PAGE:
Draft bill aims to boost organ donation

A draft bill debated by ministers during Wednesday?s cabinet meeting aims to boost the number of organs available for transplants by allowing the donation of organs without the consent of a potential donor?s relatives.

If the bill is approved, authorities will have the right to remove the organs of a dead person unless the individual had declared their opposition to having their organs donated to the National Transplant Organization (EOM).

The bill introduces the term ?presumed consent.?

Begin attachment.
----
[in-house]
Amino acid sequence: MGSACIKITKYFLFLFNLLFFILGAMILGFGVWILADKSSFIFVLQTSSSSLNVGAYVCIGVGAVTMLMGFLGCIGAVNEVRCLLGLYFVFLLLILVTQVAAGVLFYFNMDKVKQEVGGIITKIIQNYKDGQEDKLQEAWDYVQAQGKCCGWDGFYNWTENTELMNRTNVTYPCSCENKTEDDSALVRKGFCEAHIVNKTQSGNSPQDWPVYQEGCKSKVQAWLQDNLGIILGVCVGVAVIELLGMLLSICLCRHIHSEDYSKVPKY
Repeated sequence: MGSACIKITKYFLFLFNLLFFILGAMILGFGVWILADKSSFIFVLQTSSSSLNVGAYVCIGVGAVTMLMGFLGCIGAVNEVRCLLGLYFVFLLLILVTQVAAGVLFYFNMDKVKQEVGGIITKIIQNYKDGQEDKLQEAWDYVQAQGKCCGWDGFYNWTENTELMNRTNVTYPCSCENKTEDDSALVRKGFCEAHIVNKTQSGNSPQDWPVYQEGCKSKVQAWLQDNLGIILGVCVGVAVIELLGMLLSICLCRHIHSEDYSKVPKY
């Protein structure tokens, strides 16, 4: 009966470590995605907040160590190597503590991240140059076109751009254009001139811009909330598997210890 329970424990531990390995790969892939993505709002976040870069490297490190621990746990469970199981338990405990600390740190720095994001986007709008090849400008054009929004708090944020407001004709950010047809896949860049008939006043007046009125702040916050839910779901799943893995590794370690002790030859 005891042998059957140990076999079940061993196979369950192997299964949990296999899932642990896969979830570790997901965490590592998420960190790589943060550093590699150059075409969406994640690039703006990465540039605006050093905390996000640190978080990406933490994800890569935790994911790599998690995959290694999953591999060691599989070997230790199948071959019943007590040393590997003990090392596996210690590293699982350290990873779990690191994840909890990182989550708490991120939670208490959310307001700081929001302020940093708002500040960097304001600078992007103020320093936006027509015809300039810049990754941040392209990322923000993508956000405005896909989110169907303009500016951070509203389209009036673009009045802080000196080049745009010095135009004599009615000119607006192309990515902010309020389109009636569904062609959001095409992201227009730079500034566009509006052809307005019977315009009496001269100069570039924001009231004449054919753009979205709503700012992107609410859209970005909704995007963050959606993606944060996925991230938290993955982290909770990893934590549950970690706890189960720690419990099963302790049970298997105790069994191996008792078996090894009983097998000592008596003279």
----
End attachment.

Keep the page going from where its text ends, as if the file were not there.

The draft bill also proposes an amendment to legislation governing live organ donations from relative to relative. If the reform is passed, live organs will be able to be donated from relatives up to four degrees removed, as compared to the current two degrees removed. Live organ donations will also be permitted between people who cohabit.

A study by the European Commission?s statistics agency Eurostat shows that 45 percent of Greeks oppose becoming organ donors as they distrust the state healthcare system. The figure is the highest in the European Union, with just 0.9 percent of Greeks holding an donor card.

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